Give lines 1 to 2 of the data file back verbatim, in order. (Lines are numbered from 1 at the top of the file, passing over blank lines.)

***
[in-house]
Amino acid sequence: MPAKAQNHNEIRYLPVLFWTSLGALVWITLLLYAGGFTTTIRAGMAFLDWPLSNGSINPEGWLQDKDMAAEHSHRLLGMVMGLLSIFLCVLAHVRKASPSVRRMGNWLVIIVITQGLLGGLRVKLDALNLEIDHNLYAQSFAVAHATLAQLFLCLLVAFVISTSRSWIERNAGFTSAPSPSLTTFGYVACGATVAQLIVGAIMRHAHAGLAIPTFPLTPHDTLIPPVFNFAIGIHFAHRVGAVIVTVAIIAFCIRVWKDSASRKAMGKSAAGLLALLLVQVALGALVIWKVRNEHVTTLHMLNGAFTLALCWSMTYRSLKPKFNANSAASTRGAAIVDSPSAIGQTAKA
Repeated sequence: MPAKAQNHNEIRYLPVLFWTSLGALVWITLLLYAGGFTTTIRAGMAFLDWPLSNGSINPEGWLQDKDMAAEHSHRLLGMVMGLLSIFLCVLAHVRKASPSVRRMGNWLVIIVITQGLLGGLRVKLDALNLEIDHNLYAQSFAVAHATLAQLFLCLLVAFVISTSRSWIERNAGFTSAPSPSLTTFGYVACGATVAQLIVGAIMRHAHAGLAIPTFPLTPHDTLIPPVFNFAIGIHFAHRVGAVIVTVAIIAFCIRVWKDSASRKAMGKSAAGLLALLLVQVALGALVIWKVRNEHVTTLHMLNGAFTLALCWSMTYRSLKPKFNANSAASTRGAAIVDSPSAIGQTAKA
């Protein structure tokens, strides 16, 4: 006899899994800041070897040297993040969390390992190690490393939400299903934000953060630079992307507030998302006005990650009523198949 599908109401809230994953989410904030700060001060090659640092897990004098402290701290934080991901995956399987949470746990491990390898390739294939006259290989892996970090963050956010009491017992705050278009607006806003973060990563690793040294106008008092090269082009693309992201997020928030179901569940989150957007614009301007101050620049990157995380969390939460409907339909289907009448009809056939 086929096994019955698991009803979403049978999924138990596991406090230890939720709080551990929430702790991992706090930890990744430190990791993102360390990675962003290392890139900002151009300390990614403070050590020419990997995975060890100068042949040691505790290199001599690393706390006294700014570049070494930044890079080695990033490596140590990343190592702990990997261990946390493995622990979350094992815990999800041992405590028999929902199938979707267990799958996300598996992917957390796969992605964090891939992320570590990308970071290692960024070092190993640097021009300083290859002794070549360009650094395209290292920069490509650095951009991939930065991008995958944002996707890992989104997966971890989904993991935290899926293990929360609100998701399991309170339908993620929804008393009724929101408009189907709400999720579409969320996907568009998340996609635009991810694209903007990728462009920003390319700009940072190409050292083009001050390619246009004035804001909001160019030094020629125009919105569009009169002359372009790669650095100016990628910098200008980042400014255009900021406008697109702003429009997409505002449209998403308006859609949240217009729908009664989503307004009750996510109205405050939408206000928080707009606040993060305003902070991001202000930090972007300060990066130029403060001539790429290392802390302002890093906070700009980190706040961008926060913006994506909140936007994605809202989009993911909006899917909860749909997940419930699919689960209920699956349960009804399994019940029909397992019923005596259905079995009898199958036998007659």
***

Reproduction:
[in-house]
Amino acid sequence: MPAKAQNHNEIRYLPVLFWTSLGALVWITLLLYAGGFTTTIRAGMAFLDWPLSNGSINPEGWLQDKDMAAEHSHRLLGMVMGLLSIFLCVLAHVRKASPSVRRMGNWLVIIVITQGLLGGLRVKLDALNLEIDHNLYAQSFAVAHATLAQLFLCLLVAFVISTSRSWIERNAGFTSAPSPSLTTFGYVACGATVAQLIVGAIMRHAHAGLAIPTFPLTPHDTLIPPVFNFAIGIHFAHRVGAVIVTVAIIAFCIRVWKDSASRKAMGKSAAGLLALLLVQVALGALVIWKVRNEHVTTLHMLNGAFTLALCWSMTYRSLKPKFNANSAASTRGAAIVDSPSAIGQTAKA